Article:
• Title Ph.D. Student – Harris Lab
  • Education B.S. Biochemistry, University of Florida
  • Office K206, Harris Lab
  • Area of Interest Neurodegeneration, prion diseases, cell metabolism

I grew up in southeast Florida and didn’t consider science to be a career path until late in my high school experience. At the time I was in the final stages of becoming a Certified Nursing Assistant, and while the training was extremely valuable, I realized that hands-on patient care would not be the best path for me. Simultaneously, multiple people I was close to were diagnosed with (different) chronic illnesses. Witnessing the long list of prescriptions used to maintain (but not really improve) their conditions, and how the side effects of these medicines caused them additional health issues, deeply upset me. After a lot of thought about where to go and what to study in college, I knew that I ultimately wanted to study/understand the mechanisms that underlie and perpetuate disease, as this is the first step to designing therapeutics that can improve patient wellbeing rather than simply slow the progression of an illness. I decided to major in biochemistry at the University of Florida, as I felt like this subject would provide me with the best foundation for a later career in biomedical research.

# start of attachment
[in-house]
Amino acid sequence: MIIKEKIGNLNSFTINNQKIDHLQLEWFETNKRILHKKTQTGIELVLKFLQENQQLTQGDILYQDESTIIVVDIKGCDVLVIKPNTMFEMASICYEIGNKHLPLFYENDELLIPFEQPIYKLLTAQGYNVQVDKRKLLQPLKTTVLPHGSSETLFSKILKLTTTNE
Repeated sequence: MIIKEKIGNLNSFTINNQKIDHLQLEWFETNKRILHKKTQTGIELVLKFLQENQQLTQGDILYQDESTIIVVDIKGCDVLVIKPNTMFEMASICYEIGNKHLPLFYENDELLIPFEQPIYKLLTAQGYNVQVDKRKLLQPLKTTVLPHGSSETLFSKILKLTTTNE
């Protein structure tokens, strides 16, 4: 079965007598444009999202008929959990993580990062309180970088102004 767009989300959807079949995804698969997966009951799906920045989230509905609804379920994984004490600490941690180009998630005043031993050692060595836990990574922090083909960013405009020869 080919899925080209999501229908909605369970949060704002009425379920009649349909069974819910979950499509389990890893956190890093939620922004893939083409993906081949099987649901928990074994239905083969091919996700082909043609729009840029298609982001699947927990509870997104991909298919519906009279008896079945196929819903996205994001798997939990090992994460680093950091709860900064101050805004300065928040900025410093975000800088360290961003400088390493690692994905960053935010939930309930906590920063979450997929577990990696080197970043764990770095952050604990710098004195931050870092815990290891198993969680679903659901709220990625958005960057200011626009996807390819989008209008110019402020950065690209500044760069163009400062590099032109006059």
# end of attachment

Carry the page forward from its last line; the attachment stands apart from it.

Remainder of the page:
During my time at UF, I knew that I wanted to pursue neurodegeneration research, as most neurodegenerative conditions are ultimately terminal and patients desperately need promising new therapies. I was fortunate enough to work in the lab of Dr. Jose Abisambra, where tauopathies were the focus of study. My project investigated the action of peptidyl-prolyl isomerases on resolving tau aggregates in vitro; the work was really exciting to me and solidified my desire to pursue a PhD after undergrad. I am so happy to have ended up in the BU research community for this phase of my education and scientific development!

I joined the lab of Dr. David Harris in Summer 2024 where my exploration of neurodegeneration will continue, but now in the context of prion diseases. While my project has yet to be solidified, I am hoping to study mitochondrial dynamics and cell metabolism in prion infection, and gain an understanding of the mechanisms that cause prion diseases.

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